Along with the lovely summer weather come insects, including midges. For horses who suffer from sweet itch (Culicoides hypersensitivity), summer can be a miserable time. Affected horses have an allergic reaction and an exaggerated immune response to the saliva of biting midges, which makes them incredibly itchy. Around 2.8% of horses and ponies in the UK are believed to be affected, and they usually start showing signs around the age of 2 to 4 years.

The Culicoides midge is active from March to October but peaks between May and September. Horses are usually affected along their manes, their backs, bellies and tailhead; the areas where the midges bite and feed. Left unmanaged, horses may rub themselves raw, lose their mane and tailhead and body hair, and can suffer from secondary infections.

Providing a barrier between the midges and the horse is the most important factor in the control of sweet itch.
Providing a barrier between the midges and the horse is the most important factor in the control of sweet itch.

The condition is believed to have a hereditary component and is more common in certain breeds, for example Icelandic ponies and Friesians. Affected horses may need to be stabled at dusk and dawn and ideally kept away from standing water and marshy land. Symptoms may disappear over the winter, only to recur in the spring.

There is no cure for sweet itch and good management is key to its control. The most important strategy is to create a barrier between the horse and the midge, for example with a specially designed rug. Several brands of rugs specially made to help control sweet itch are available and they can be very effective. Insect repellents are also necessary, and may have to be applied regularly. Those based on oil, which creates a barrier when applied can be useful. Using fine mesh fabric on stable windows (finer than mosquito nets because Culicoides midges can get through these), and fans to stop midges being able to fly can also help.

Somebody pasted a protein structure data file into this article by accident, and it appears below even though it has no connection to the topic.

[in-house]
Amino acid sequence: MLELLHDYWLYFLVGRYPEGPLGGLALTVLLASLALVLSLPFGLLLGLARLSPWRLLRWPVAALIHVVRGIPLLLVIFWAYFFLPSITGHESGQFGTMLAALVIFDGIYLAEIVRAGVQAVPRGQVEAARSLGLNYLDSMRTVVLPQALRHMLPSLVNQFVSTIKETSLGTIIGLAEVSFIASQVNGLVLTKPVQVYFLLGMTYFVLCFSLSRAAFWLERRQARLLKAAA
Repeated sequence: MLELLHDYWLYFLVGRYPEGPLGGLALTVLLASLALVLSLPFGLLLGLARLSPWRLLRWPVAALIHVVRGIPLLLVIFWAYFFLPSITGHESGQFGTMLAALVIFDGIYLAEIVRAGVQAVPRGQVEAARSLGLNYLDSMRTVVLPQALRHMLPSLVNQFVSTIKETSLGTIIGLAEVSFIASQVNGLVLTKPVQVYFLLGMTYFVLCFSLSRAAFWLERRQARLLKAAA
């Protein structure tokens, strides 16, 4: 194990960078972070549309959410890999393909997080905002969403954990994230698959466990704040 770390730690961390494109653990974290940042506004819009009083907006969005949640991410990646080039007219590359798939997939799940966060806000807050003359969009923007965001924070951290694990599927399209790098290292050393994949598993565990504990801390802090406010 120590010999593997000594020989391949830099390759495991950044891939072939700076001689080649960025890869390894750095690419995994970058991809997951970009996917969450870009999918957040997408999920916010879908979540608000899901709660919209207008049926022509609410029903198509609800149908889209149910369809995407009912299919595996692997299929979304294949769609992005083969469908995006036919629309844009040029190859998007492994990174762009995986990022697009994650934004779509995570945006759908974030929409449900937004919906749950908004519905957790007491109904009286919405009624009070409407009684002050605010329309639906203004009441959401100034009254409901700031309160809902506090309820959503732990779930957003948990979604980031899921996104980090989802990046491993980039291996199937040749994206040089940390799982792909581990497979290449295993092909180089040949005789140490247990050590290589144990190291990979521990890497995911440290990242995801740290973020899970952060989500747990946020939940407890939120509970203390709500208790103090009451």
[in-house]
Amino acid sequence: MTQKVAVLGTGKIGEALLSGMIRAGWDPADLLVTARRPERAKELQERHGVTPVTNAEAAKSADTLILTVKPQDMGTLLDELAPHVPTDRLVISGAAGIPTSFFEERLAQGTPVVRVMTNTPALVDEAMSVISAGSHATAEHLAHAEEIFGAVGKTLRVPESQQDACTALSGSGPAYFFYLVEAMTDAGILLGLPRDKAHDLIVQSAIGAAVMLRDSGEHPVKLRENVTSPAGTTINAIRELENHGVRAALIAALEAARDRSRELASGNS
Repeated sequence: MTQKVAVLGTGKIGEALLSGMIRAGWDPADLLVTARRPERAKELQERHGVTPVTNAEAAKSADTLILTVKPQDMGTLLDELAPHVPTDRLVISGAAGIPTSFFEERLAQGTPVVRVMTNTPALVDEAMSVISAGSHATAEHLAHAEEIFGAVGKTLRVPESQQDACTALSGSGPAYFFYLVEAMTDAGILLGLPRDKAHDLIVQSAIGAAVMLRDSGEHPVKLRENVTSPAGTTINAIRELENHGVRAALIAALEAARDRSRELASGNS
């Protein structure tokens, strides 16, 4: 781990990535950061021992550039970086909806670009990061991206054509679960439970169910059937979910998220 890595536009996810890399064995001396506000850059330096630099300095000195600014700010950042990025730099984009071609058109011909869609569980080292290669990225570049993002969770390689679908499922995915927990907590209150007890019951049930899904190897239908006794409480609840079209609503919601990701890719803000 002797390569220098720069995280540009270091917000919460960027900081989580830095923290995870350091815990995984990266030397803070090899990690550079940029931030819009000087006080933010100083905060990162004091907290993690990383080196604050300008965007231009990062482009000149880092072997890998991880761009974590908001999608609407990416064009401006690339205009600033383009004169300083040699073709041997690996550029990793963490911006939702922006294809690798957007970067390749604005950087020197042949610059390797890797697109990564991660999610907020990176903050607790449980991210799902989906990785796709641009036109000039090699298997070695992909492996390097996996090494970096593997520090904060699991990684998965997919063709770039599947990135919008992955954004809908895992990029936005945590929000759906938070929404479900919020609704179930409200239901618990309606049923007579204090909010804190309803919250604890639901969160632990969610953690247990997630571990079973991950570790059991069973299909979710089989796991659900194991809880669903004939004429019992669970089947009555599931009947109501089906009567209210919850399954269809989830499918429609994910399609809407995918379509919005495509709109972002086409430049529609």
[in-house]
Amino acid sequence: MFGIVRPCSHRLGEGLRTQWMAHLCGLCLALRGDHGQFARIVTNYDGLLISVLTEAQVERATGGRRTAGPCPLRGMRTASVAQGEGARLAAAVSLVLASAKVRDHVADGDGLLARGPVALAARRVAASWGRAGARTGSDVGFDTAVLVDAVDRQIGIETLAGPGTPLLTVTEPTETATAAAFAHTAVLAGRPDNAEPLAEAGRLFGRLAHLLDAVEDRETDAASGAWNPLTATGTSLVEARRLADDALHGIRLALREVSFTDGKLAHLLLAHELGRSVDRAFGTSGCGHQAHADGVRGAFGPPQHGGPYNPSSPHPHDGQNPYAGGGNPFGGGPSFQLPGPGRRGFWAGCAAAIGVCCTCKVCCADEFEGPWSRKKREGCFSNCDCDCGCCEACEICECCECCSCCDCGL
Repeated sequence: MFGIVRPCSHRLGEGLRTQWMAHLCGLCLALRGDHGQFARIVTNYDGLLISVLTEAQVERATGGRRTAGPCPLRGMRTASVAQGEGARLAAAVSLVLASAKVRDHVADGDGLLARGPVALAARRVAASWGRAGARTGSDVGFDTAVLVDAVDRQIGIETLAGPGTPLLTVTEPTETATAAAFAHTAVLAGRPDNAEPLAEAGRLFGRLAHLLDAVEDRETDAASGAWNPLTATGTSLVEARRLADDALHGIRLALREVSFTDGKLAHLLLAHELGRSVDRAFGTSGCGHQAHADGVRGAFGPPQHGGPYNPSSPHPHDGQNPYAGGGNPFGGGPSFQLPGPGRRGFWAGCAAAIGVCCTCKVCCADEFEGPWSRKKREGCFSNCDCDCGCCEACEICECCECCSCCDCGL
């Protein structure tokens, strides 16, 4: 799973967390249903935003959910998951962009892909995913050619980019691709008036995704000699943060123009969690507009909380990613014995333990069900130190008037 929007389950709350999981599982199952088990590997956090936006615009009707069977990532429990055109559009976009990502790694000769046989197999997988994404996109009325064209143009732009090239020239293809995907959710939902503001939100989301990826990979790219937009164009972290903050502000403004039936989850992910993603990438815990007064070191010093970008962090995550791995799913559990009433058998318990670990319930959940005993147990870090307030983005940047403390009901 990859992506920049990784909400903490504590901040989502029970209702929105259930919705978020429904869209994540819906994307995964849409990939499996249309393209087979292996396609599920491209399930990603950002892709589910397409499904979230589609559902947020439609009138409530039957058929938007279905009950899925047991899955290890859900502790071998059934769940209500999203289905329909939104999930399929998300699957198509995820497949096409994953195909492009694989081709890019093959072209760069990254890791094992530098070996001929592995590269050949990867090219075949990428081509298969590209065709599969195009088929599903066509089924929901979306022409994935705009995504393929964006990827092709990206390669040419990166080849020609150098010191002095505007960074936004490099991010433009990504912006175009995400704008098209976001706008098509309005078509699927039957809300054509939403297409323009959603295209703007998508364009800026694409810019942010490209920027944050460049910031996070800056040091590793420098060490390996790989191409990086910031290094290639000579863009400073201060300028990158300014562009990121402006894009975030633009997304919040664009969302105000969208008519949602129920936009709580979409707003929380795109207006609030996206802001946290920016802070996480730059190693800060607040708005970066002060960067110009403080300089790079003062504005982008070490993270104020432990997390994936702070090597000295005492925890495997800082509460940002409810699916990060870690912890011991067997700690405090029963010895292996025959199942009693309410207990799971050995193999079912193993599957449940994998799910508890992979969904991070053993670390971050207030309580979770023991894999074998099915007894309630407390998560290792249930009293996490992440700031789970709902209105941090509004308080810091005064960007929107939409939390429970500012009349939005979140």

Trials of a vaccine to inhibit the horse’s immune response to the midge bites are underway, and results have been quite successful. The National Sweet Itch Centre is running the trials. Hyposensitisation – where a small amount of the antigen that the animal is allergic to is injected, which increases tolerance thus reducing the reaction – is sometimes carried out on horses but there is little published information on success rates.

Horses with sweet itch react to midge bites, making them very itchy.
Horses with sweet itch react to midge bites, making them very itchy.

B vitamin supplementation with brewers yeast or specific B-complex supplements containing niacin (vitamin B3) are believed to help reduce itchiness, but they need to be started early, before the midges appear.

Feeding linseed meal is recommended. Researchers in a trial of affected horses showed reduced skin test response to Culicoides midges (a decrease in the allergic reaction) after daily feeding of supplementary milled linseed (450 g per 450 kg bodyweight daily). Linseed’s anti-inflammatory omega-3 fatty acids are likely to be the most important active ingredient, although the researchers mentioned that other phytochemicals may also be involved. Click here for further information.

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About Clare MacLeod

Clare MacLeod MSc RNutr is one of the UK’s few registered independent equine nutritionists who also has expertise in health and fitness. She advises private and commercial clients in all sectors of the horse world and is a hands-on horse owner herself. Clare is passionate about correct nutrition as a foundation for good health, without which peak fitness is not possible. She states “Good nutrition isn’t everything, but there’s nothing without it”.